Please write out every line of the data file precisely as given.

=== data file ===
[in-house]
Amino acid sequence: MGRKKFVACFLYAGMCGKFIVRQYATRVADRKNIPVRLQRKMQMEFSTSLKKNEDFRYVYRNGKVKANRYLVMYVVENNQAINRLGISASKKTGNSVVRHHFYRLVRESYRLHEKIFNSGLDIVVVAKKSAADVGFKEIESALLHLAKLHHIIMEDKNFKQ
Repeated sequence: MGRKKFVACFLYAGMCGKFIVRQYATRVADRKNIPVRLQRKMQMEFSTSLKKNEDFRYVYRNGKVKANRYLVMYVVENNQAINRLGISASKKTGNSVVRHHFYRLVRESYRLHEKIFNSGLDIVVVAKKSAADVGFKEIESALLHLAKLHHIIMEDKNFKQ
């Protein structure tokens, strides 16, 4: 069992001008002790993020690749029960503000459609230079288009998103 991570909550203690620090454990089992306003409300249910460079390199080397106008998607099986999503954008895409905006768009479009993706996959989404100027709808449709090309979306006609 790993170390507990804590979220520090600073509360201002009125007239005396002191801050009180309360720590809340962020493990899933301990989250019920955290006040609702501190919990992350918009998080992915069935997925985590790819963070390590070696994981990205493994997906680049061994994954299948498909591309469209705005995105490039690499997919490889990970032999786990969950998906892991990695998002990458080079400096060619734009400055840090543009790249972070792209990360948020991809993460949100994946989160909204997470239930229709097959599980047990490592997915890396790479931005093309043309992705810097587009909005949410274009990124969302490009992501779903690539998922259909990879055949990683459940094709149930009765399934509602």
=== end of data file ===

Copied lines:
[in-house]
Amino acid sequence: MGRKKFVACFLYAGMCGKFIVRQYATRVADRKNIPVRLQRKMQMEFSTSLKKNEDFRYVYRNGKVKANRYLVMYVVENNQAINRLGISASKKTGNSVVRHHFYRLVRESYRLHEKIFNSGLDIVVVAKKSAADVGFKEIESALLHLAKLHHIIMEDKNFKQ
Repeated sequence: MGRKKFVACFLYAGMCGKFIVRQYATRVADRKNIPVRLQRKMQMEFSTSLKKNEDFRYVYRNGKVKANRYLVMYVVENNQAINRLGISASKKTGNSVVRHHFYRLVRESYRLHEKIFNSGLDIVVVAKKSAADVGFKEIESALLHLAKLHHIIMEDKNFKQ
């Protein structure tokens, strides 16, 4: 069992001008002790993020690749029960503000459609230079288009998103 991570909550203690620090454990089992306003409300249910460079390199080397106008998607099986999503954008895409905006768009479009993706996959989404100027709808449709090309979306006609 790993170390507990804590979220520090600073509360201002009125007239005396002191801050009180309360720590809340962020493990899933301990989250019920955290006040609702501190919990992350918009998080992915069935997925985590790819963070390590070696994981990205493994997906680049061994994954299948498909591309469209705005995105490039690499997919490889990970032999786990969950998906892991990695998002990458080079400096060619734009400055840090543009790249972070792209990360948020991809993460949100994946989160909204997470239930229709097959599980047990490592997915890396790479931005093309043309992705810097587009909005949410274009990124969302490009992501779903690539998922259909990879055949990683459940094709149930009765399934509602």